A year after the wedding, Catherine had her first child—a boy, with none of Petrus’ hairiness. Their second child also didn’t inherit his father’s condition. However, the couples’ third and fourth children were hairy. Catherine went on to have more little Gonsalvuses; in total, it was believed that four out of the couples’ seven children and at least one of their grandchildren had hypertrichosis.
Catherine and Petrus toured Europe with their hairy offspring, and were a source of extreme fascination for nobles. Paintings of the Gonsalvus family—in formal wear designed to contrast their ‘wild’ appearance—were often given as gifts in high society. The Gonsalvuses settled for a time in Parma, Italy, under the financial care of Duke Ranuccio Farnese.
Although in some ways Petrus was able to live the life of a typical nobleman, he and his family were still considered, by the Duke of Farnese and others, to be less than human. Author Roberto Zapperi, who wrote a biography of Petrus, told the Smithsonian that the Gonsalvuses’ situation was unique because “they were neither captured nor free.” Catherine and Petrus’ four children were given as gifts by Farnese to noblemen not content with owning mere portraits of the unusual children. The Duke of Farnese even gave young Antoinetta Gonsalvus to his mistress Lady Isabella Pallavicina as a token of affection.
Records indicate that Petrus and Catherine eventually moved to Capodimonte. From there, the rest of their life together is shrouded in mystery. Catherine is believed to have passed away in 1623, after approximately 40 years of marriage. Petrus is thought to have died in 1618, although his death is not mentioned in Capodimonte’s regristrar of death. Only people who were given last rites were entered in the registrar of death, so there is some speculation that even in his final hours Petrus was still treated as an oddity rather than a human, and was not given last rites.
The location of Catherine and Petrus’ graves is unknown, but their memory lives on in multiple portraits of the unconventional couple. Paintings of Petrus and the rest of the Gonsalvus family can still be found in Ambras Castle’s Chamber of Art and Curiosities, a collection of ‘oddities’ created by Ferdinand II, Archduke of Austria in the 16th century.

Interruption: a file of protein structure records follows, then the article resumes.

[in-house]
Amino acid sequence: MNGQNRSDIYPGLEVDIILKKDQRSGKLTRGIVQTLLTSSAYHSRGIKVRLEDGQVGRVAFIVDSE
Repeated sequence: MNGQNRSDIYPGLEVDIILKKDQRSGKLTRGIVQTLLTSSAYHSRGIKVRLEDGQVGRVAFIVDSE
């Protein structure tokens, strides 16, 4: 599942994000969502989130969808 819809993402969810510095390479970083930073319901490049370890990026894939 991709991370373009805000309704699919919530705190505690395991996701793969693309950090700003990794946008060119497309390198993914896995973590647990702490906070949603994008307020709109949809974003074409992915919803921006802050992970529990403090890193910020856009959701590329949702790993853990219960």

Although Villeneuve’s Beauty and the Beast and most of its adaptations feature the Beast transforming into a handsome prince by the power of love, Catherine and Petrus’ union didn’t have the same convenient conclusion. Still, representations of the couple depict them as loving—one miniature portrait currently hanging in D.C.’s National Gallery of Art features Catherine and Petrus, with her hand placed affectionately on his shoulder.
It’s not known definitively that Villeneuve’s Beauty and the Beast was inspired by Petrus and Catherine, but many scholars point to the real-life French couple as a possible influence. Villeneuve’s tale also reflects the 2nd-century Cupid and Psyche, as well as various animal bridegroom stories from folklore.
As we continue to enjoy modern adaptations of Beauty and the Beast, we should also recognize an uncomfortable truth. Although our understanding of medical conditions has expanded since the 16th century, ever as before, ever just as sure, our societal definitions of what makes a beauty and what makes a beast continue to be painfully narrow.